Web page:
Carnegiea gigantea, Giant Saguaro

Southwest Desert Flora

Home to the plants of the Sonoran, Chihuahuan and Mojave Deserts

Cirsium ochrocentrum, Yellowspine Thistle

Bidens aurea, Apache Beggarticks

Apache Beggarticks has pretty yellow flowers, some white; note flowers have both ray and disk florets. Bidens aurea Apache Beggarticks or Arizona Beggarticks as it is also known blooms from July or August through September or October. Bidens aurea has been introduced in Europe and South America where it has become naturalized. Bidens aurea Apache Beggarticks grows to about 1 or 1 and a ½ inches (100 cm) tall. Plants grow erect with slim branches. Plants are most smooth or hairless although some young plants may hair a little pubescence. Bidens aurea Apache Beggarticks has leaves with stems or petioles and the leaf blades are variable from deltate or lanceolate or oblong, sometimes pinnately lobed; the margins entire or sharply serrate. Bidens aurea

Scientific Name: Bidens aurea
Common Name: Apache Beggarticks

Also Called: Arizona Beggarticks

Family: Asteraceae, Sunflower Family

Synonyms: (Bidens aurea var. wrightii, Bidens ferulaefolia, Bidens ferulifolia, Bidens heterophylla, Bidens heterophylla var. wrightii, Bidens tetragona, Coreopsis aurea, Coreopsis ferulifolia)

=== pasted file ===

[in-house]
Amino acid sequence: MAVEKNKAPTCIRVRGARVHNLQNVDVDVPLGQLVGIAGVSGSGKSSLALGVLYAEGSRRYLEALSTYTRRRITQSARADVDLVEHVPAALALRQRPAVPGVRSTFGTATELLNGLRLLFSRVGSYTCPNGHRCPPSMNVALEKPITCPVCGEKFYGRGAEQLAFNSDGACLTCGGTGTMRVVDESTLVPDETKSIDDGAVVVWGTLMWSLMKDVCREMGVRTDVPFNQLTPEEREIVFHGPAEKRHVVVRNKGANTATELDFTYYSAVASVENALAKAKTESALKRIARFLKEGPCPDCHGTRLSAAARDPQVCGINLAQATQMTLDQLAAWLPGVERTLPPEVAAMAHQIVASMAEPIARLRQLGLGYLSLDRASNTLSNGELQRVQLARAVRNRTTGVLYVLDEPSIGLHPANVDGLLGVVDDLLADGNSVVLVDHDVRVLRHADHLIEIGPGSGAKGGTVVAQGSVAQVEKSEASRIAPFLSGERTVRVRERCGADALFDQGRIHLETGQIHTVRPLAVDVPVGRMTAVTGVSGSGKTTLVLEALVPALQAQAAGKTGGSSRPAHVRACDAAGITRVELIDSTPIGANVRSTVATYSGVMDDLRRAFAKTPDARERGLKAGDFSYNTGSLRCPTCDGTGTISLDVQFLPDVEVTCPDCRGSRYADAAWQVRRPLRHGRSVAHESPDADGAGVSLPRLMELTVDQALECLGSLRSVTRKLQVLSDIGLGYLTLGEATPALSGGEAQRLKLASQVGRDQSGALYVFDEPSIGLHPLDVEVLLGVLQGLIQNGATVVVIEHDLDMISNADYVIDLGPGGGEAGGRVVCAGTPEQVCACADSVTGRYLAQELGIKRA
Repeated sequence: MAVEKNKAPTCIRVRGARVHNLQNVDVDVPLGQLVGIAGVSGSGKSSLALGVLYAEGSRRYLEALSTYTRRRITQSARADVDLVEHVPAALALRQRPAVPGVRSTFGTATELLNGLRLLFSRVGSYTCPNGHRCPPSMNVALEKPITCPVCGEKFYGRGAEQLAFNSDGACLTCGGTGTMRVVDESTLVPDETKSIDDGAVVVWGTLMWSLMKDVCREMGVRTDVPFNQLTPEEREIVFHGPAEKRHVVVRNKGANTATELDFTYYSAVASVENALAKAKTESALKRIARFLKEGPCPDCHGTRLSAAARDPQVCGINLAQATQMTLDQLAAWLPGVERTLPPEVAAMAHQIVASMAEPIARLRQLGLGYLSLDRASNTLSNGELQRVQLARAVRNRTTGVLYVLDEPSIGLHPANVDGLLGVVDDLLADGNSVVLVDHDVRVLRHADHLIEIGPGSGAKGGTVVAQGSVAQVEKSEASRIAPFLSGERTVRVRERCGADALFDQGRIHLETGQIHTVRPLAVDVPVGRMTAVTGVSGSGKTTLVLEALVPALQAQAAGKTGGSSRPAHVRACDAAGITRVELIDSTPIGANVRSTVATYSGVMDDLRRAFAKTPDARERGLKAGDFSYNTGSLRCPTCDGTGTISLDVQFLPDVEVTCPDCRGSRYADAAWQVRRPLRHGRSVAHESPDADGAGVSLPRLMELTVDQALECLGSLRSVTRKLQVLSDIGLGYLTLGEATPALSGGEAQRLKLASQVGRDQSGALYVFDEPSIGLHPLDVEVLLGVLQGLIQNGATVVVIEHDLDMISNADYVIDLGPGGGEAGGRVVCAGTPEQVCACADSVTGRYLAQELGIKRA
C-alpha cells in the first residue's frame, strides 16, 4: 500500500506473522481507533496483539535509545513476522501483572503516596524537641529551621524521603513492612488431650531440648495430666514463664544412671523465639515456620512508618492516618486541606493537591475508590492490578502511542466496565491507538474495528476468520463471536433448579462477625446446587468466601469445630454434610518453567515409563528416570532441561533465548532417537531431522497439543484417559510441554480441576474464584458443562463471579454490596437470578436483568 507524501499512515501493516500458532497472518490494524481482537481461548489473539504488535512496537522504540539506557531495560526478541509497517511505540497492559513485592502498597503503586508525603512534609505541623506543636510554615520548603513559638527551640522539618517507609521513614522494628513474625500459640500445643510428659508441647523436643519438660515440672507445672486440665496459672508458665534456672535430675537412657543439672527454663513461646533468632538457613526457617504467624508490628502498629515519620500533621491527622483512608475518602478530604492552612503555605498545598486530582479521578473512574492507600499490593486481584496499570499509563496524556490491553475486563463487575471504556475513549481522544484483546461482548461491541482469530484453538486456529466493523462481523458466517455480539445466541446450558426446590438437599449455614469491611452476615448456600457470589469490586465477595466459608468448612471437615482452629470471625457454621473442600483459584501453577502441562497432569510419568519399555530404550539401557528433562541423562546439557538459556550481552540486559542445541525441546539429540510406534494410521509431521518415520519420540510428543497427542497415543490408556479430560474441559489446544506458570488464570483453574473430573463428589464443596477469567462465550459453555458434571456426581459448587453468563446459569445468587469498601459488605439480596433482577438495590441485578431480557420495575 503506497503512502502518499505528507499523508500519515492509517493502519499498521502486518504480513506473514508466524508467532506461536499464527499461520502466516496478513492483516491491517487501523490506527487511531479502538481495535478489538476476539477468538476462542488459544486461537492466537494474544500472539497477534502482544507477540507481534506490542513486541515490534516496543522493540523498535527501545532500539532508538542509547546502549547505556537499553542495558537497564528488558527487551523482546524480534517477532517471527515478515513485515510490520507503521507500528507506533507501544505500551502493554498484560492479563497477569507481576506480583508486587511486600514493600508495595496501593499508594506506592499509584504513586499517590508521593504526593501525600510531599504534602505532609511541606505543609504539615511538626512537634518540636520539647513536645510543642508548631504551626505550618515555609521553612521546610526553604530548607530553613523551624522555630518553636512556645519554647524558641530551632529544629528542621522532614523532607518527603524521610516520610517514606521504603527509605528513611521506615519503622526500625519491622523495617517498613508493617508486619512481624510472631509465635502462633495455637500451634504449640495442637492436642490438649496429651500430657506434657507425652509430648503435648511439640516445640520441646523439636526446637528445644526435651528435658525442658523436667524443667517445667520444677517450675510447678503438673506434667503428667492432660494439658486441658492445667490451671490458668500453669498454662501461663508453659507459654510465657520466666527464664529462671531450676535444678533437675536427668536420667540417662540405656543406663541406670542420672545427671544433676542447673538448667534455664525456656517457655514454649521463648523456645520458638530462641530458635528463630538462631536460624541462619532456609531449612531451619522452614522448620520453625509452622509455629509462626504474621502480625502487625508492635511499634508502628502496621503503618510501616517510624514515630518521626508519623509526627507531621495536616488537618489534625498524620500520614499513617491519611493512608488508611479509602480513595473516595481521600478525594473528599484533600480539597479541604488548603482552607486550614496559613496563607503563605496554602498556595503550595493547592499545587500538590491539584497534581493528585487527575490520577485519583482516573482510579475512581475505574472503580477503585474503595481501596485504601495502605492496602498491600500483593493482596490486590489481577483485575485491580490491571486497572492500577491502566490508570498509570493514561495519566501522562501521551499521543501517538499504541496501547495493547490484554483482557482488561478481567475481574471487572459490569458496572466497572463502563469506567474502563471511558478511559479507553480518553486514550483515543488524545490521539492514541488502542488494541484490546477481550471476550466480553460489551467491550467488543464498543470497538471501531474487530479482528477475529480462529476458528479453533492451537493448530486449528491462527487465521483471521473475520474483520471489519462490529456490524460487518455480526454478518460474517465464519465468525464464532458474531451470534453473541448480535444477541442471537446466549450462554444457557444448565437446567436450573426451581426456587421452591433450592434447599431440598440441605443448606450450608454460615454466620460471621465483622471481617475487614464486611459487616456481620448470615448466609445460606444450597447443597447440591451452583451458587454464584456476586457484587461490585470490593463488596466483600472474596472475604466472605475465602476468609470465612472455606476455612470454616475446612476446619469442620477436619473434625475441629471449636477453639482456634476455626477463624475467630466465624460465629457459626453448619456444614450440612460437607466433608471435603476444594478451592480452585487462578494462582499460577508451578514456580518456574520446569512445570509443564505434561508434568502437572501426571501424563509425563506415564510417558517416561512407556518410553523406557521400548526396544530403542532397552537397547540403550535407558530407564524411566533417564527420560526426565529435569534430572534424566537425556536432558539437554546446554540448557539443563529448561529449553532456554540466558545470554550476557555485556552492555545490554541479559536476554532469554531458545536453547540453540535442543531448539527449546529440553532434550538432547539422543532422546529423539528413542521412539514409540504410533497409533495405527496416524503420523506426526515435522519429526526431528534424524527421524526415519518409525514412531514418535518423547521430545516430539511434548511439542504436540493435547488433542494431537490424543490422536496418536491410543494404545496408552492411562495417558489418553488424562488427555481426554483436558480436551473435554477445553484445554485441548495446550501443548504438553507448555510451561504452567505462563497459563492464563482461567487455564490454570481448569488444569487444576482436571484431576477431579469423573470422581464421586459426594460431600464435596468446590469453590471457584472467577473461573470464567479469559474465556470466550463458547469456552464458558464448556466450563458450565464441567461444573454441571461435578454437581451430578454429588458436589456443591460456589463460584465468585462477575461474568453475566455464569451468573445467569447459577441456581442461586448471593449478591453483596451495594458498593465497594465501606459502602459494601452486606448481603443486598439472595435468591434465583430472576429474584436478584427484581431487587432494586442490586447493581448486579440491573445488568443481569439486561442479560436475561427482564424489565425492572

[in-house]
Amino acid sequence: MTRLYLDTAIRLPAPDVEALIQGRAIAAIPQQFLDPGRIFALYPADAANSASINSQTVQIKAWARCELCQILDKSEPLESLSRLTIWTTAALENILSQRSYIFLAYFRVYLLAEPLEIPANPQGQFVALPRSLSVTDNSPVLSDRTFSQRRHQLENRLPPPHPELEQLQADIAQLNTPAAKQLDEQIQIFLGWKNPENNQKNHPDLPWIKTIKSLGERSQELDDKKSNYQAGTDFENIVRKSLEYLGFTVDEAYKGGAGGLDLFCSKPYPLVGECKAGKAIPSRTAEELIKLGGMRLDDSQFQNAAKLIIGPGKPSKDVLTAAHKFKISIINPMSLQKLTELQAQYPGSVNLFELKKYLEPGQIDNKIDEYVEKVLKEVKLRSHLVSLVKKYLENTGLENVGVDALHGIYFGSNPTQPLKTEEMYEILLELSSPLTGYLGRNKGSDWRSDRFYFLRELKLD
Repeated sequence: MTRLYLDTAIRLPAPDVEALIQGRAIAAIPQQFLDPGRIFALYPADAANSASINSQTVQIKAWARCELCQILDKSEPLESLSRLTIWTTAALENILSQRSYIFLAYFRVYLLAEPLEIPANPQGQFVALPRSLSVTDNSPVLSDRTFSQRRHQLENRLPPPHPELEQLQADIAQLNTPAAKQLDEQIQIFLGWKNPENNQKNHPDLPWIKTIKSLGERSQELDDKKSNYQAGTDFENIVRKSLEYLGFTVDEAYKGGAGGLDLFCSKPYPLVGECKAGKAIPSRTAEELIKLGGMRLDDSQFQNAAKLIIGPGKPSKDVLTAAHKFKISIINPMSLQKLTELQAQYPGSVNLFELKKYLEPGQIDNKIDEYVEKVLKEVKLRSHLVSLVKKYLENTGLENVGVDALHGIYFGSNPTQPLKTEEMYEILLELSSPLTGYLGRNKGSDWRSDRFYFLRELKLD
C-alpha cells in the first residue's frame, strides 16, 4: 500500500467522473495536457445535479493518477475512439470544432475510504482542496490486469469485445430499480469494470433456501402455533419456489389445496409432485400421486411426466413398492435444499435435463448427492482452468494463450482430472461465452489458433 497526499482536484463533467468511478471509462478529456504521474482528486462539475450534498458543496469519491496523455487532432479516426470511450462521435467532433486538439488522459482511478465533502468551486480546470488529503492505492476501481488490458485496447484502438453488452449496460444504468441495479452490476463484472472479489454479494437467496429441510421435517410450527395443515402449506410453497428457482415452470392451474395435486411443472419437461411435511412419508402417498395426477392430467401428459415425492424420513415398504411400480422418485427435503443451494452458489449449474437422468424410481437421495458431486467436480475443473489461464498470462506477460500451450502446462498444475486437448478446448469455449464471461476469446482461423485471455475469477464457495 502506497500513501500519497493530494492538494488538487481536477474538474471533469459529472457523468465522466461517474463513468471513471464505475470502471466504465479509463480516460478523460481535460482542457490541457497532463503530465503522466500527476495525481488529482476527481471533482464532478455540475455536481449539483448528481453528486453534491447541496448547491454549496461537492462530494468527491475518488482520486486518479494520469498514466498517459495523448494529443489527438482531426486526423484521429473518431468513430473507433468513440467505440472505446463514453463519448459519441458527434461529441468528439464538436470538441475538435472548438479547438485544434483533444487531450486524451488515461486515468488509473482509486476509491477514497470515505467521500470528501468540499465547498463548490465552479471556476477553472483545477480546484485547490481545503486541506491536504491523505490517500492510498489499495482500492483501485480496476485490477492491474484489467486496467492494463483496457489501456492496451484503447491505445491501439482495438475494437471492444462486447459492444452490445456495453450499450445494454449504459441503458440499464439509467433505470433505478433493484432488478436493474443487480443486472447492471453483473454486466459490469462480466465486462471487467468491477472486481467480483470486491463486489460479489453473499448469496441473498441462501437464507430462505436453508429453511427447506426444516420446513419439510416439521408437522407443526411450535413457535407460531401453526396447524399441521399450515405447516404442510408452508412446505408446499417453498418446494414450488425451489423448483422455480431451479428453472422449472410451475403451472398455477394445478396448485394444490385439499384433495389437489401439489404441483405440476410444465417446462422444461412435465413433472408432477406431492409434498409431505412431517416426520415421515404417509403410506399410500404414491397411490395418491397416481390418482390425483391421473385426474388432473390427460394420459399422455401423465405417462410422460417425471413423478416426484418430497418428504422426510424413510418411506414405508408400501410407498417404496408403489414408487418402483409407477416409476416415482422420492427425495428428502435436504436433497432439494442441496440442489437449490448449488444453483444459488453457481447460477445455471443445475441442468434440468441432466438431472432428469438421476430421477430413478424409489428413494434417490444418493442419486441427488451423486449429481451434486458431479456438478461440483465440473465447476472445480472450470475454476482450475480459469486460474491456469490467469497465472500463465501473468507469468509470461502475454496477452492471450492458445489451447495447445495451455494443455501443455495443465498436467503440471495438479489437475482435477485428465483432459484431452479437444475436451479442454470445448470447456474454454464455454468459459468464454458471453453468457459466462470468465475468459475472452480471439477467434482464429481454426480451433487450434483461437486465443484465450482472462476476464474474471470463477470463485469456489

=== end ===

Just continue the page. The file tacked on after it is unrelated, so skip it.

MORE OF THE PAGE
Status: Native, Bidens aurea has been introduced in Europe and South America where it has become naturalized.

Duration: Perennial

Size: 4 to 19 to 40 inches (50-100 cm), rarely 100 inches (250 cm).

Growth Form: Forb/herb; stems erect, 4-angled, slim branches, plants glabrous young plants rarely pubescent.

Leaves: Green; leaves with stems (petiole), leaf blades deltate or lanceolate or oblong, sometimes pinnately lobed, margins entire or sharply serrate.

Flower Color: Yellow, some white; flowers with both ray (5 or 6) and disk (12 to 20) flowers (radiate); flowering stems or inflorescence a flat-topped panicle; fruit dark brown to blackish cypsela (mistakenly referred to as an achene) with barbed awns.

Flowering Season: July or August through September or October.

Elevation: 3,000 to 6,000 feet (900-1,800 m)

Habitat Preferences: Moist sandy soil along streams, marshes, seeps and springs.

Recorded Range: Apache Beggarticks is relatively rare in the United States where it is found primarily in southern Arizona and Apache County Arizona; it is also native to Mexico southward to Guatemala. Bidens aurea has been introduced in Europe and South America where it has become naturalized in France and Italy.

North America & US County Distribution Map for Bidens aurea.

North America species range map for Bidens aurea:
North American range map courtesy of Virginia Tech, Dept. of Forest Resources & Environmental Conservation

North America species range map for Bidens aurea: Click image for full size map
Click image for full size map

U.S. Weed Information: Unknown
Invasive/Noxious Weed Information: Unknown
Threatened/Endangered Information: Unknown

Wetland Indicator: In North America Bidens aurea has the following wetland designations:
Arid West, OBL;